RICS launches NRM, and QS and construction standards 'Black Book' 24 April 2012
RICS has released new guidance for quantity surveyors and other members working in the construction sector
The RICS guidance includes an updated version of NRM 1 Order of cost estimating and cost planning for capital building works and the new NRM 2 Detailed measurement for building works alongside two new guidance notes looking at conflict avoidance and dispute resolution and retention which will form part of the RICS QS and construction standards or 'Black Book'. RICS President See Lian Ong spoke at the launch event for the documents alongside the UK Government’s Chief Construction Adviser, Paul Morrell FRICS. Both welcomed the work that had gone into producing the standards and hoped that they would support a range of initiatives including greater cross industry working, the introduction of Building Information Modelling and effectively analysing the costs of construction projects. Also speaking at the launch event were Stuart Earl, Director at Gleeds and Chair of the RICS Measurement Initiative and Andrew Smith, Director at Laing O’Rourke and Chair of the Black Book Steering Group. They outlined the benefits of the guidance document and how they can help raise standards and improve process in the construction industry. The New Rules of Measurement (NRM) provide a standardised approach for measurement and cost analysis within construction projects. The new editions update quantity surveying standards and for the first time cover the full costs of a construction project, including not just the cost of a building’s components but also additional costs such as marketing and fees. The new NRM 2 will also replace SMM7 which will be 'switched off' from July 2013. The construction standards 'black book' is a set of guidance notes which set out the standards by which RICS members are supposed to operate. They are designed to ensure consistency of service for clients by ensuring that quantity surveyors are educated and trained to meet specific standards which are then embedded in their work. The guidance covers a range of issues including e-tendering and cash flow forecasting. The new guidance has been welcomed by representatives of both developers and contractors who were represented at the launch event. From the property development sector Duncan Trench, Head of Delivery at Development Securities has argued that: 'As a leading developer and investor we welcome and support the RICS’ ongoing commitment towards improving professional services within the property industry. We are at a point in the economic cycle where there are significant demands on all of us to perform with greater efficiency and effect. It is therefore essential to the success of our business that the information we receive is consistent, relevant and transparent. The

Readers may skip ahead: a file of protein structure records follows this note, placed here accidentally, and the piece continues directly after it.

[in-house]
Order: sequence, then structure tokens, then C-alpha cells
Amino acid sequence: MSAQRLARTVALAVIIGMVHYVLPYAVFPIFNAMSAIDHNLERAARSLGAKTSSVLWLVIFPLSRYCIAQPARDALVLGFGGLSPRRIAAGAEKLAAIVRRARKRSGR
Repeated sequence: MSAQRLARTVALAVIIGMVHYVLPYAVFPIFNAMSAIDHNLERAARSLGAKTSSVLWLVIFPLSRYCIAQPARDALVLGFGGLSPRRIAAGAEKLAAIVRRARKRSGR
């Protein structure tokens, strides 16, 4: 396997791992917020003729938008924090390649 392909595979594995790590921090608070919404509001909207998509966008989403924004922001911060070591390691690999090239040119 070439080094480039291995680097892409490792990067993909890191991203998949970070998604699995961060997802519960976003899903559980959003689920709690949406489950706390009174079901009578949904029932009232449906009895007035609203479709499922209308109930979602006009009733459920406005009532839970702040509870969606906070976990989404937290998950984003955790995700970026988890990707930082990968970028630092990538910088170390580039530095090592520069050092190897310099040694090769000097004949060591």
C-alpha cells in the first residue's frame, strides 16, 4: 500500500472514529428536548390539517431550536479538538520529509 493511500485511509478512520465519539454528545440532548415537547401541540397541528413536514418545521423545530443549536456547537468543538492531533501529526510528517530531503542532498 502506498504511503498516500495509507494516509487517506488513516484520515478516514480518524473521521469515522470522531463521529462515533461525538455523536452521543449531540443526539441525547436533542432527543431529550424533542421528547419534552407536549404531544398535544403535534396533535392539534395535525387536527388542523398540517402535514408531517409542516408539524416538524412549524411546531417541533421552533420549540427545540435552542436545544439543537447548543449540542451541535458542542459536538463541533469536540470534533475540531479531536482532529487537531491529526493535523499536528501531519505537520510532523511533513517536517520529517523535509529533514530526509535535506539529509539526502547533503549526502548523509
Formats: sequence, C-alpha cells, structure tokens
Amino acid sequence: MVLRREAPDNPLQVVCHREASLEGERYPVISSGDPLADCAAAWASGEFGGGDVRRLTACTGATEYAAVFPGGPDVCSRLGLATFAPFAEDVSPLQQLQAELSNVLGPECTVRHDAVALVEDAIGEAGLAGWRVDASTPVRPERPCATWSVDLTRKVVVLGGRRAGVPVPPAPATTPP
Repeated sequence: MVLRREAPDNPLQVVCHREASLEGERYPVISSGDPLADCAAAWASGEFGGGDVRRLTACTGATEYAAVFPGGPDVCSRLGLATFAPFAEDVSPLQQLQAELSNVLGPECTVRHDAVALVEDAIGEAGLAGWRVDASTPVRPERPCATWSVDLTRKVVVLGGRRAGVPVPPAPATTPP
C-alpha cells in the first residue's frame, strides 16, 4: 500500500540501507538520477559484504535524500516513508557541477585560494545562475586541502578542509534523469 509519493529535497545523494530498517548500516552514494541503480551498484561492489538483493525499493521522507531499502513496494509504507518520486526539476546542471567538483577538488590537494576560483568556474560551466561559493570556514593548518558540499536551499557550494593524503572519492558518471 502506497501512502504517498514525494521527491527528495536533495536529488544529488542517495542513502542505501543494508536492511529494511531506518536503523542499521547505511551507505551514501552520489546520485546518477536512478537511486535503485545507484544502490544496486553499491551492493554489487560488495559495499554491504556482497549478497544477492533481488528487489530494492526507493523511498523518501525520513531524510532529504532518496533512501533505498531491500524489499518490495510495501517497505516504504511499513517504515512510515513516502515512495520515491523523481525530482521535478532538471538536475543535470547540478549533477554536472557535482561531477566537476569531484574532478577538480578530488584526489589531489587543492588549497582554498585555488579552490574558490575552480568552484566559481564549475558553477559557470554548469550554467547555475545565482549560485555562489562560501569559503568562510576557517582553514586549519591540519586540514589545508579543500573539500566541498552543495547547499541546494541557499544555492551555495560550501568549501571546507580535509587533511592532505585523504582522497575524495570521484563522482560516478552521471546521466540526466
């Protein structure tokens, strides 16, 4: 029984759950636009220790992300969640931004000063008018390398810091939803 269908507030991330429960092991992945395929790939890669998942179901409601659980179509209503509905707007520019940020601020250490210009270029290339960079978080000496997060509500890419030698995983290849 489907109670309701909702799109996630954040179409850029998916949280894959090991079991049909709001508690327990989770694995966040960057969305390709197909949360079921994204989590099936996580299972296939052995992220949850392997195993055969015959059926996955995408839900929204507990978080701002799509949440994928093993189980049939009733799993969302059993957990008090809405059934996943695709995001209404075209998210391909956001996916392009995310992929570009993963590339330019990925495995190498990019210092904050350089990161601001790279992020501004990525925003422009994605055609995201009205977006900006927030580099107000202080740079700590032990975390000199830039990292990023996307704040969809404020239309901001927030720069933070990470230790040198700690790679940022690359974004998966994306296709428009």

NRM and Black Book should help us towards this goal and will be a good point of reference for surveyors developing their professional skills.' The new standards have also been welcomed by contractors working in the construction industry with Sean Smylie, Director of Legal and Contracts at Shepherd Construction and member of the NRM working group stating that: 'The New Rules of Measurement and the Black Book construction standards demonstrate that RICS is committed to working with others to raise standards in the construction industry. Both sets of documents are the result of a genuinely collaborative cross professional approach drawing in not just RICS members but also contractors’ representatives and other bodies including CIBSE and HVCA. They will provide an important basis for the education and training of RICS members allowing them to provide the high level of service which are essential for them to effectively work alongside contractors to help deliver projects on time, to quality and on budget.' Speaking on behalf of the Contractors Legal Group, John Bradley, the organisation’s Director suggested that: 'CLG is pleased to have been involved through its contractor member organisations in the work undertaken by the RICS in producing NRM Part 2: Detailed Measurement for Building Works. This will replace the SMM7 with a more wide ranging document which can be used to more fully assess the costs associated with a construction project. This will help deliver more effective working practices in the construction industry for the benefit of clients, contractors and RICS members.' RICS will be continuing to promote the NRM and construction standards over the next few months and will be working to ensure they are fully embedded within the construction industry. The organisation will also be working to roll the standards out internationally to help ensure global best practice. James Rowlands is RICS Global Research and Policy Project Manager